In the same way, the love that husbands are called to show their wives in 5:25 is not any different from what all believers are asked to do in 5:1–2. There Paul says, “Be imitators of God, therefore, as dearly loved children, and walk in the way of love, just as Christ loved us and gave himself up for us as a fragrant offering and sacrifice to God.” A mistake we sometimes make is reading this text as though it is teaching gender-specific roles in which wives have the sole responsibility to submit and husbands have the sole responsibility to love. One reason people make this mistake is that nowhere in the text are husbands explicitly called to submit to their wives. However, we should be careful with that assumption because the passage also does not explicitly call wives to love their husbands. Paul does not excuse wives from love any more than he excuses husbands from submission. Husbands and wives are both equally called “to act out in marriage the same type of self-sacrificing, respectful, submissive love they would in any and all relationships within the believing community.”9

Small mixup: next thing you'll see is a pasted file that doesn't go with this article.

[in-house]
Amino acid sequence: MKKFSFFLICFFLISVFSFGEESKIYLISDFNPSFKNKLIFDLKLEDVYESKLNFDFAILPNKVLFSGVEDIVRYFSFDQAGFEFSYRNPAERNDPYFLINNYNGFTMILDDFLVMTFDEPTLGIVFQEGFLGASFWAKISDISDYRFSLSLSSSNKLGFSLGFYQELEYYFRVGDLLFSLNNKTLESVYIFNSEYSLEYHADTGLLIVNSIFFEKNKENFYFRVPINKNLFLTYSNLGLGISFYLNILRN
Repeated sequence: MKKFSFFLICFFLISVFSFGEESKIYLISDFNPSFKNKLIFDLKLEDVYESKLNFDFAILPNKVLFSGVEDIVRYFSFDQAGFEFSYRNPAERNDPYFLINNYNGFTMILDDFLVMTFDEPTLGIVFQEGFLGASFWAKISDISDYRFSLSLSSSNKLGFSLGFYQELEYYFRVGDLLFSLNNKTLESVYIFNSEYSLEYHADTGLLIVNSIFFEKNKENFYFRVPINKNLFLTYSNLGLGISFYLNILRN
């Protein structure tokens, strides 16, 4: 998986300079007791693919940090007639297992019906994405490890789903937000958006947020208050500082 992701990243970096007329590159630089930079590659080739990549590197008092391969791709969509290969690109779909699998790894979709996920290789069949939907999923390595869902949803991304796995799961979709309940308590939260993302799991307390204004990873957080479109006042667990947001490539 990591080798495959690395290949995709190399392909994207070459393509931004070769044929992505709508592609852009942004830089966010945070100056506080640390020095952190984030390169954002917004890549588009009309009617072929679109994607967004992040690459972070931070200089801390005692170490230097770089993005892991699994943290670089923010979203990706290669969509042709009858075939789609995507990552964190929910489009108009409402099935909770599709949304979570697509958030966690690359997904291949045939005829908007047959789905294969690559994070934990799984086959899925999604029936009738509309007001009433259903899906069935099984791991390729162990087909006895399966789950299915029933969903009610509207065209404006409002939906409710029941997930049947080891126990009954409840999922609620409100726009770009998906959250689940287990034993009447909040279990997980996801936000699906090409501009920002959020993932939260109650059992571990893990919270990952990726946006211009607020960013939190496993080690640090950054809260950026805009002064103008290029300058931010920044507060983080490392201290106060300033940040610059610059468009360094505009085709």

So, here in v. 22 Paul tells the wife to submit to her husband “as to the Lord.” The submission she shows her husband is as valuable as if her submission is to the Lord. Her submission is an extension of her submission to Christ. You cannot submit to your spouse without submitting to Christ.
5:23: “For the husband is the head of the wife as Christ is the head of the church, his body, of which he is the Savior.”